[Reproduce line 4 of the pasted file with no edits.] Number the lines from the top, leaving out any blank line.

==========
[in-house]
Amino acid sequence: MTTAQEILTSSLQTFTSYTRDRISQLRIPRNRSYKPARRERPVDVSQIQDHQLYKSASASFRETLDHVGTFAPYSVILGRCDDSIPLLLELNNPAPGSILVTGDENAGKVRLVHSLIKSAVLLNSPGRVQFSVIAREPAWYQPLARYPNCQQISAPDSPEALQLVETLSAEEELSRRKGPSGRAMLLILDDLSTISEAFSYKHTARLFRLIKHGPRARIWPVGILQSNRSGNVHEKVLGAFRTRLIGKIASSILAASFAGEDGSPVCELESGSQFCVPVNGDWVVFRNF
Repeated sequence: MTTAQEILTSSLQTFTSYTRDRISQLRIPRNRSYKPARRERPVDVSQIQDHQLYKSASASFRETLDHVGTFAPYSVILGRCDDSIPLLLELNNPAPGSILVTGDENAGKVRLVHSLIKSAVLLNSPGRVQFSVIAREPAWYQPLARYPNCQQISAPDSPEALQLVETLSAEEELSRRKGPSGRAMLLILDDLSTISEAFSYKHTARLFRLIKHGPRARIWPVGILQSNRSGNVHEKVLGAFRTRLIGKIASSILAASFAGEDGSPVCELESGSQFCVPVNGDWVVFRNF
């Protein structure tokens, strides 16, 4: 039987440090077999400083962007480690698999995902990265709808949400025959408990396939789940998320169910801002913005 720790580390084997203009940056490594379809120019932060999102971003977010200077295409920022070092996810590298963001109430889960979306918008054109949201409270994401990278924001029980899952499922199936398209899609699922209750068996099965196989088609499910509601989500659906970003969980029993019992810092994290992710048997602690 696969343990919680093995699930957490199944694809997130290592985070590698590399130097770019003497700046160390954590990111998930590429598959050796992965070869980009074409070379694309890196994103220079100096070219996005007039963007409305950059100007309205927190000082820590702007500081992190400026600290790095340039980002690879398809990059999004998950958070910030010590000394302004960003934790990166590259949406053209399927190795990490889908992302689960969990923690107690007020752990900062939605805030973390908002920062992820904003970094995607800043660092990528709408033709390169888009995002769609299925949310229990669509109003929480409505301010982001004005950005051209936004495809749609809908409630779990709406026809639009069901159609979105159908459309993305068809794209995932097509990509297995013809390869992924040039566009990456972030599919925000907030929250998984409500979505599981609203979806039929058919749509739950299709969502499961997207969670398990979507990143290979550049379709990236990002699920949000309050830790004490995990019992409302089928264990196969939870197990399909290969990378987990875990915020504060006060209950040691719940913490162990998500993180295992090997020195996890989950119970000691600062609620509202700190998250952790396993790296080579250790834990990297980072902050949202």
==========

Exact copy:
């Protein structure tokens, strides 16, 4: 039987440090077999400083962007480690698999995902990265709808949400025959408990396939789940998320169910801002913005 720790580390084997203009940056490594379809120019932060999102971003977010200077295409920022070092996810590298963001109430889960979306918008054109949201409270994401990278924001029980899952499922199936398209899609699922209750068996099965196989088609499910509601989500659906970003969980029993019992810092994290992710048997602690 696969343990919680093995699930957490199944694809997130290592985070590698590399130097770019003497700046160390954590990111998930590429598959050796992965070869980009074409070379694309890196994103220079100096070219996005007039963007409305950059100007309205927190000082820590702007500081992190400026600290790095340039980002690879398809990059999004998950958070910030010590000394302004960003934790990166590259949406053209399927190795990490889908992302689960969990923690107690007020752990900062939605805030973390908002920062992820904003970094995607800043660092990528709408033709390169888009995002769609299925949310229990669509109003929480409505301010982001004005950005051209936004495809749609809908409630779990709406026809639009069901159609979105159908459309993305068809794209995932097509990509297995013809390869992924040039566009990456972030599919925000907030929250998984409500979505599981609203979806039929058919749509739950299709969502499961997207969670398990979507990143290979550049379709990236990002699920949000309050830790004490995990019992409302089928264990196969939870197990399909290969990378987990875990915020504060006060209950040691719940913490162990998500993180295992090997020195996890989950119970000691600062609620509202700190998250952790396993790296080579250790834990990297980072902050949202």